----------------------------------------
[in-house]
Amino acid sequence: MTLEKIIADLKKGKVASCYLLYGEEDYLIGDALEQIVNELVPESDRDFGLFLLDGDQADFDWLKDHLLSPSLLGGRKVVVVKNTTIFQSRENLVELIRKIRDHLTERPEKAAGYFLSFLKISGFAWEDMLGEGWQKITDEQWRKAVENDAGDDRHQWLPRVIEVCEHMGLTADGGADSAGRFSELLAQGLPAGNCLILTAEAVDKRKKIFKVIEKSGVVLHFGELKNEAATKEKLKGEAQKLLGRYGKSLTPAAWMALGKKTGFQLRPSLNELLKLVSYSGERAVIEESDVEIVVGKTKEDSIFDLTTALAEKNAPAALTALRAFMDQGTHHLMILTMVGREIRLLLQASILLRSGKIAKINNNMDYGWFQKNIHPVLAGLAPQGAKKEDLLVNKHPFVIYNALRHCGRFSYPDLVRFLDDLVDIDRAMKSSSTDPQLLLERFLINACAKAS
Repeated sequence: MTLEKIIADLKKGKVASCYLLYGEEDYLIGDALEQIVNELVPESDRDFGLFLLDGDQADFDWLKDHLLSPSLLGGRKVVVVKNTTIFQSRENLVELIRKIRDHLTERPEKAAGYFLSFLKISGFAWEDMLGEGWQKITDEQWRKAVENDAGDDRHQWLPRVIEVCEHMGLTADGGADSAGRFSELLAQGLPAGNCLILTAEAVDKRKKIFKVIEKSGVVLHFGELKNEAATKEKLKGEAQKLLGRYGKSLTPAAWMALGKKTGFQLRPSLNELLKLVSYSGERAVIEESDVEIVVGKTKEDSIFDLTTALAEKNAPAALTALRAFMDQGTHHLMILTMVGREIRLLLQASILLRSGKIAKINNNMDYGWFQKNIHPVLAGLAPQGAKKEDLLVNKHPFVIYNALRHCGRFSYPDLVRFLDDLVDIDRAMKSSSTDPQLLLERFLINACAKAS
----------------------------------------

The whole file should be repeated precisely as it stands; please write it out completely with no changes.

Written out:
[in-house]
Amino acid sequence: MTLEKIIADLKKGKVASCYLLYGEEDYLIGDALEQIVNELVPESDRDFGLFLLDGDQADFDWLKDHLLSPSLLGGRKVVVVKNTTIFQSRENLVELIRKIRDHLTERPEKAAGYFLSFLKISGFAWEDMLGEGWQKITDEQWRKAVENDAGDDRHQWLPRVIEVCEHMGLTADGGADSAGRFSELLAQGLPAGNCLILTAEAVDKRKKIFKVIEKSGVVLHFGELKNEAATKEKLKGEAQKLLGRYGKSLTPAAWMALGKKTGFQLRPSLNELLKLVSYSGERAVIEESDVEIVVGKTKEDSIFDLTTALAEKNAPAALTALRAFMDQGTHHLMILTMVGREIRLLLQASILLRSGKIAKINNNMDYGWFQKNIHPVLAGLAPQGAKKEDLLVNKHPFVIYNALRHCGRFSYPDLVRFLDDLVDIDRAMKSSSTDPQLLLERFLINACAKAS
Repeated sequence: MTLEKIIADLKKGKVASCYLLYGEEDYLIGDALEQIVNELVPESDRDFGLFLLDGDQADFDWLKDHLLSPSLLGGRKVVVVKNTTIFQSRENLVELIRKIRDHLTERPEKAAGYFLSFLKISGFAWEDMLGEGWQKITDEQWRKAVENDAGDDRHQWLPRVIEVCEHMGLTADGGADSAGRFSELLAQGLPAGNCLILTAEAVDKRKKIFKVIEKSGVVLHFGELKNEAATKEKLKGEAQKLLGRYGKSLTPAAWMALGKKTGFQLRPSLNELLKLVSYSGERAVIEESDVEIVVGKTKEDSIFDLTTALAEKNAPAALTALRAFMDQGTHHLMILTMVGREIRLLLQASILLRSGKIAKINNNMDYGWFQKNIHPVLAGLAPQGAKKEDLLVNKHPFVIYNALRHCGRFSYPDLVRFLDDLVDIDRAMKSSSTDPQLLLERFLINACAKAS